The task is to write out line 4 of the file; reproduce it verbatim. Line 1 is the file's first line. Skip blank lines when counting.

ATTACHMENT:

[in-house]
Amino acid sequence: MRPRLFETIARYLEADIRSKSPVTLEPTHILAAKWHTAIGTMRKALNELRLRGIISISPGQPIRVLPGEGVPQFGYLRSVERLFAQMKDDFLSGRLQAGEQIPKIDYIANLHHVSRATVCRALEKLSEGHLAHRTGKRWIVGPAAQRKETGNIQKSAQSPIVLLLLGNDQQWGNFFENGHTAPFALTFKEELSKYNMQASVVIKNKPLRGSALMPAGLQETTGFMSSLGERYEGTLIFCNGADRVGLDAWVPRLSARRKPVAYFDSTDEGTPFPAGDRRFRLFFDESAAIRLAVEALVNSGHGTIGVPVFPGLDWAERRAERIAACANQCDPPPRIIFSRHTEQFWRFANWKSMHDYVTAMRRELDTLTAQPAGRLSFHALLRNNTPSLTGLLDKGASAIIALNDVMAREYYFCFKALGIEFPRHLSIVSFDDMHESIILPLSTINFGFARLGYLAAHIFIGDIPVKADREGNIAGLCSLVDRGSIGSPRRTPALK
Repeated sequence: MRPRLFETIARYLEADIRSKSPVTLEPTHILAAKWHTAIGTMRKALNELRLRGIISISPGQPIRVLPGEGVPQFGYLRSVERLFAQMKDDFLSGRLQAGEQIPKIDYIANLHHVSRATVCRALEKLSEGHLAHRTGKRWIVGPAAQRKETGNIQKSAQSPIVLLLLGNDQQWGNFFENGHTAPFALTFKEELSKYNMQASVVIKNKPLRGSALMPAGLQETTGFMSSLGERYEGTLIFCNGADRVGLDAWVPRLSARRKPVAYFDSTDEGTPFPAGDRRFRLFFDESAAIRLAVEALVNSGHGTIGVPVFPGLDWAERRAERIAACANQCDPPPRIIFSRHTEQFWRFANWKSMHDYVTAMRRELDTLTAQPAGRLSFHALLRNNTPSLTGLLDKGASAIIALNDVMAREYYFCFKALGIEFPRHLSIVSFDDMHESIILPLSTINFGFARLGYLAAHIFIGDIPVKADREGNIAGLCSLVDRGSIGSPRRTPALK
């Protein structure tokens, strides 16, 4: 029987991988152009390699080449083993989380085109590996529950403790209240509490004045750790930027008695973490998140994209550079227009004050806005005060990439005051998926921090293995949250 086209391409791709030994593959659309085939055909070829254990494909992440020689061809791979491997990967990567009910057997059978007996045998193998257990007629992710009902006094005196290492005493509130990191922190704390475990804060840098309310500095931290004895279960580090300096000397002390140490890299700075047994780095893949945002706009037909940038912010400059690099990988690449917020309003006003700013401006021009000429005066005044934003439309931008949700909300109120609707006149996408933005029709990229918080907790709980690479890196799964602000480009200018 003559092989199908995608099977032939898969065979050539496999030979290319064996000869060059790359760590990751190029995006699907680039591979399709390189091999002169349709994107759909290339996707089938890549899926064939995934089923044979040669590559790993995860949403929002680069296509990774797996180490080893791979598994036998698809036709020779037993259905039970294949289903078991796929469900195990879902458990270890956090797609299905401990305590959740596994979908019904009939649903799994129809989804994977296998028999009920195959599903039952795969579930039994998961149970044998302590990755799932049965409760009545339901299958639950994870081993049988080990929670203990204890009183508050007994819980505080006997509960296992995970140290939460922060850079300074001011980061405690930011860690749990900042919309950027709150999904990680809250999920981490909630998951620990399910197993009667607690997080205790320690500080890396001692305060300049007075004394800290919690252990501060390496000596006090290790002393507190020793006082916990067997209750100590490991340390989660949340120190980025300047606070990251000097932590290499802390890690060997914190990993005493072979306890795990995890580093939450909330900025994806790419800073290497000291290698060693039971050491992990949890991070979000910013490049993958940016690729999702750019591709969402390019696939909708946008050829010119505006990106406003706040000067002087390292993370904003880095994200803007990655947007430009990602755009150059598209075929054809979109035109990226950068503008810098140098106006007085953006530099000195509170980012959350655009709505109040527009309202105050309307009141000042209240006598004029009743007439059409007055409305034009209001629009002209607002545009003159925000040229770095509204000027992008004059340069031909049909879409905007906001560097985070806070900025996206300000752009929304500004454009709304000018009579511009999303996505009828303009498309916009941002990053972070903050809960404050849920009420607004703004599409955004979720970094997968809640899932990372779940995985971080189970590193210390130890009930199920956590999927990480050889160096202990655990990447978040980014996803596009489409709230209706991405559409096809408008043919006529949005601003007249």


């Protein structure tokens, strides 16, 4: 029987991988152009390699080449083993989380085109590996529950403790209240509490004045750790930027008695973490998140994209550079227009004050806005005060990439005051998926921090293995949250 086209391409791709030994593959659309085939055909070829254990494909992440020689061809791979491997990967990567009910057997059978007996045998193998257990007629992710009902006094005196290492005493509130990191922190704390475990804060840098309310500095931290004895279960580090300096000397002390140490890299700075047994780095893949945002706009037909940038912010400059690099990988690449917020309003006003700013401006021009000429005066005044934003439309931008949700909300109120609707006149996408933005029709990229918080907790709980690479890196799964602000480009200018 003559092989199908995608099977032939898969065979050539496999030979290319064996000869060059790359760590990751190029995006699907680039591979399709390189091999002169349709994107759909290339996707089938890549899926064939995934089923044979040669590559790993995860949403929002680069296509990774797996180490080893791979598994036998698809036709020779037993259905039970294949289903078991796929469900195990879902458990270890956090797609299905401990305590959740596994979908019904009939649903799994129809989804994977296998028999009920195959599903039952795969579930039994998961149970044998302590990755799932049965409760009545339901299958639950994870081993049988080990929670203990204890009183508050007994819980505080006997509960296992995970140290939460922060850079300074001011980061405690930011860690749990900042919309950027709150999904990680809250999920981490909630998951620990399910197993009667607690997080205790320690500080890396001692305060300049007075004394800290919690252990501060390496000596006090290790002393507190020793006082916990067997209750100590490991340390989660949340120190980025300047606070990251000097932590290499802390890690060997914190990993005493072979306890795990995890580093939450909330900025994806790419800073290497000291290698060693039971050491992990949890991070979000910013490049993958940016690729999702750019591709969402390019696939909708946008050829010119505006990106406003706040000067002087390292993370904003880095994200803007990655947007430009990602755009150059598209075929054809979109035109990226950068503008810098140098106006007085953006530099000195509170980012959350655009709505109040527009309202105050309307009141000042209240006598004029009743007439059409007055409305034009209001629009002209607002545009003159925000040229770095509204000027992008004059340069031909049909879409905007906001560097985070806070900025996206300000752009929304500004454009709304000018009579511009999303996505009828303009498309916009941002990053972070903050809960404050849920009420607004703004599409955004979720970094997968809640899932990372779940995985971080189970590193210390130890009930199920956590999927990480050889160096202990655990990447978040980014996803596009489409709230209706991405559409096809408008043919006529949005601003007249």